Federal health authorities are hoping the availability of the Novavax COVID-19 vaccine from Monday will inject new momentum into the program.
Official figures show 93.9 per cent of Australians over 16 are double-dosed, but the second-dose rate is below this mark in Western Australia, Queensland, South Australia, the Northern Territory and Victoria.
Some people have been holding off getting vaccinated until the protein-based Novavax was approved and rolled out.
The push comes as the Australian Medical Association launches a new campaign aimed at putting public hospital funding on the federal election agenda.
The initiative will highlight the impact of hospital logjams around the country, involve “disturbing testimony from frontline ED doctors” and encourage Australians to vote on the issue at the upcoming federal poll.
Novavax will be made available at GP clinics, community pharmacies and state-run vaccine clinics.
The first batches of the vaccine arrived in Australia earlier this week, with the government having purchased 51 million doses.
“Despite high vaccination rates in Australia, there has been demand for a protein-based formula. For some people, the arrival of Novavax will be the extra push they need to get their first jab,” Health Minister Greg Hunt said.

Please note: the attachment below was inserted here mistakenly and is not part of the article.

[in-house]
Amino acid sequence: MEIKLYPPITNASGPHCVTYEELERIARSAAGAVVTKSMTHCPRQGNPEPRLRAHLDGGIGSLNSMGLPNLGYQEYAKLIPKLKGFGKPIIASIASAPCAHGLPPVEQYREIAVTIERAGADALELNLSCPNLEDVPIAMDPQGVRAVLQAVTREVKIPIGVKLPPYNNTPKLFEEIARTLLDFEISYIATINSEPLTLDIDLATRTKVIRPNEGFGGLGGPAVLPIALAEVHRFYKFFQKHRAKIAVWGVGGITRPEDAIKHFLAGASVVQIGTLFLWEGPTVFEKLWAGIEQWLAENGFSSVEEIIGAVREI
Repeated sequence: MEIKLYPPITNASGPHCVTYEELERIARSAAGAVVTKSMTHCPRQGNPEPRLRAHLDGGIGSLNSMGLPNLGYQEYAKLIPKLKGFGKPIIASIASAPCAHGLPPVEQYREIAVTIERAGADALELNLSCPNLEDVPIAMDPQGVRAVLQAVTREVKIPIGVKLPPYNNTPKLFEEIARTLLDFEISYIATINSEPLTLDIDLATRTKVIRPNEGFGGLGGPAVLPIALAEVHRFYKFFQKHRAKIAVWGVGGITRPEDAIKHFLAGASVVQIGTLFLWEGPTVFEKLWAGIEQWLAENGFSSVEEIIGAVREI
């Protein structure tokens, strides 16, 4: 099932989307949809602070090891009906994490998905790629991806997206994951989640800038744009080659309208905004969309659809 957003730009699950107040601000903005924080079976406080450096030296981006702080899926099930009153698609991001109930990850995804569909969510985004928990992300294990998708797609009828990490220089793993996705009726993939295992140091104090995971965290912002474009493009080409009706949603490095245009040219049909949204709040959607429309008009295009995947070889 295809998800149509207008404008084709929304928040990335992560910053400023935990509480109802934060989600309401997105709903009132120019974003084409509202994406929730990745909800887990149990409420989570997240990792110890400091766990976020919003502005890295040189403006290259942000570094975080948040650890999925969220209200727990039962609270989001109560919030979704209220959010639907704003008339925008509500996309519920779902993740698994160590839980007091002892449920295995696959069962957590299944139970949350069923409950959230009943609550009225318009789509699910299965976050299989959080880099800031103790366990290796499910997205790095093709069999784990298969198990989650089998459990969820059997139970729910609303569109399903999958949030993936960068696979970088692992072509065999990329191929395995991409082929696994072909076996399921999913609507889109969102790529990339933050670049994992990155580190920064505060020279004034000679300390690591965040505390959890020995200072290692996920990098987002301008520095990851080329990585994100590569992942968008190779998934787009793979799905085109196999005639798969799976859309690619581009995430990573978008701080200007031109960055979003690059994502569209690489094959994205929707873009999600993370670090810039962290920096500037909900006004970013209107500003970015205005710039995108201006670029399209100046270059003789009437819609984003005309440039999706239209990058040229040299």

It comes as pandemic emergency measures were extended until April 17.
Emergency requirements will continue, including restrictions on outbound travel for unvaccinated Australians, mandatory pre-departure and mask wearing for international travel, and restrictions on cruise ships entering the country.
Other measures include implementing restrictions to protect remote communities in the Northern Territory and preventing price gouging of rapid antigen tests.
Mr Hunt said the extension was necessary due to the wave of Omicron cases, but could be revoked should the health advice change before then.
While the measures continue to restrict cruise ships from entering Australia, an agreement at Thursday’s national cabinet meeting has paved the way for cruises resuming, once a deal is struck with the states and industry on safety measures.
Following 48 deaths from COVID-19 Australia-wide that were reported on Friday, NSW announced a further 32 fatalities on Saturday, along with 8183 new virus cases.
Victoria has reported 19 new deaths for the 24 hours to Saturday, along with 7224 infections.